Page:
The company was established under a federal government initiative in 1995 to provide a range of testing services across technical and business platforms. Access chief executive officer, Tony Bailey, said the company decided to "work with off-shoring" 18 months ago after deciding the practice was "here to stay".
"We had three choices to what we could do; we could do nothing, we could kick up a fuss and try and ignore the fact that it's [off-shoring] here, or we could try and create something new that's imported and offer the Australian clients something that's unique," said Bailey.
He continues that Access chose Satyam as the company's outsourcing partner as it "stood out as being both in tune with the local conditions and also very much aware that not everything is a simple matter of taking it up and off-shoring it to India".
Satyam markets itself as the "leading global consulting and IT services company," offering various services with "onsite, offshore and offsite delivery capabilities to provide the best cost and time advantage".
Bailey admits that some Access clients were concerned with "quality issues and cultural differences" in the testing services. However, he said the partnership could bring clients "the best of both worlds".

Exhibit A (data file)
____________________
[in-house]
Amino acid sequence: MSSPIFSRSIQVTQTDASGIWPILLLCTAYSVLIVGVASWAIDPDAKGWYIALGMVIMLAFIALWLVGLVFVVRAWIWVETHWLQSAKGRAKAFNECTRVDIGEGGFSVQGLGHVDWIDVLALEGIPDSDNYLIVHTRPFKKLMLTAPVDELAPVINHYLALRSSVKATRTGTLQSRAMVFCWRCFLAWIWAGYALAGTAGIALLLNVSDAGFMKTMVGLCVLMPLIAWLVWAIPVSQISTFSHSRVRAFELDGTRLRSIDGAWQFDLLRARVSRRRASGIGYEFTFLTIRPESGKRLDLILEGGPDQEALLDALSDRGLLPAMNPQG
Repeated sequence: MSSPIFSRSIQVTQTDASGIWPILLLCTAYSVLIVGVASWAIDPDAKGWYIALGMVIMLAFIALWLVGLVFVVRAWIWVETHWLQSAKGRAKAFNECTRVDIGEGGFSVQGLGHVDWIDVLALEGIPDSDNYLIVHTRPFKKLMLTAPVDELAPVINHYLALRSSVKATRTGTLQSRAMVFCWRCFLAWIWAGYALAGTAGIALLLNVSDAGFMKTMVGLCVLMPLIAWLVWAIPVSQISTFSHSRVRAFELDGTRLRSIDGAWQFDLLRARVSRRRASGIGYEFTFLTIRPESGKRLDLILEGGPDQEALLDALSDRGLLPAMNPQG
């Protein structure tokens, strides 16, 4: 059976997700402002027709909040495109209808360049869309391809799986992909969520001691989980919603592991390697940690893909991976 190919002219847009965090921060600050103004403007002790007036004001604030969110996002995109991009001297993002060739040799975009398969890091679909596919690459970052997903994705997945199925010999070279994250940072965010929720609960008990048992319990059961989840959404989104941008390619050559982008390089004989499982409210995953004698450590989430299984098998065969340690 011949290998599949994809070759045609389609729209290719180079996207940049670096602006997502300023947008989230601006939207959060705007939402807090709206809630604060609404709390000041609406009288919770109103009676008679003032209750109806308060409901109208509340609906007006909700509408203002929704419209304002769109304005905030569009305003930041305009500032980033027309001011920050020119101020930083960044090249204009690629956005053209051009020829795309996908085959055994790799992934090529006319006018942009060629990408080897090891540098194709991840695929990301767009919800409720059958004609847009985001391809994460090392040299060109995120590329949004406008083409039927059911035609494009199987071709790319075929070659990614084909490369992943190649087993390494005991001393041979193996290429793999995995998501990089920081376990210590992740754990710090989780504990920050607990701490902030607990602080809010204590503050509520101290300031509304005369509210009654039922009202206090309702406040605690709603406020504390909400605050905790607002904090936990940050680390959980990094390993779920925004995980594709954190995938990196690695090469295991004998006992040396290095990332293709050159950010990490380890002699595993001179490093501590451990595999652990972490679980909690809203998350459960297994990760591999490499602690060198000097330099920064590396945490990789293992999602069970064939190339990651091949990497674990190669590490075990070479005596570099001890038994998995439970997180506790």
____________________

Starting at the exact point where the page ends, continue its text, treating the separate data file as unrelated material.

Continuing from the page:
"We complement each others skill sets," said Bailey. "We'll have an integrated testing service offering for Australian based clients and we bring to the table certain aspects of testing that Satyam don't have, particularly at the front end of town."
"They'll [Satyam] continue to do their software development, of which testing is obviously a subset, and we will deal with all the front end local testing that's required."
Bailey maintains that all projects that are off-shored to Satyam will be validated in Australia before getting the green light for domestic consumption.
According to Bailey, test execution is an aspect of the company's processes that is easily off-shored as the procedures are easily executed.
"There are certain elements that are capable of being off-shored very appropriately," he said. "The higher end the value add stuff, the test strategy the planning, understanding the business goals and strategies, that's where our unique strength is and that's where Satyam also have a unique strength in the process end of town."
Bailey describes Access as "market realists," saying that the partnership is working with the reality of off-shoring to create jobs locally.
"Off-shoring is here to stay, we can't stop it. If we sit and do nothing we'll lose jobs. If were actually creative and come up with what we've come up with we'll creative jobs here locally," he said.
Access is "trying to create new value-added services that haven't been in the economy before," said Bailey.
"You have a choice you can sit and live in fear of it or you can actually adapt to the change, look at where the new opportunities are created that have never been there before and create a service that fills that need and that's what we've done."
Access provides services for 11 of the 20 Australian stock exchange listed companies, according to Bailey, as well as state and federal government departments and major universities.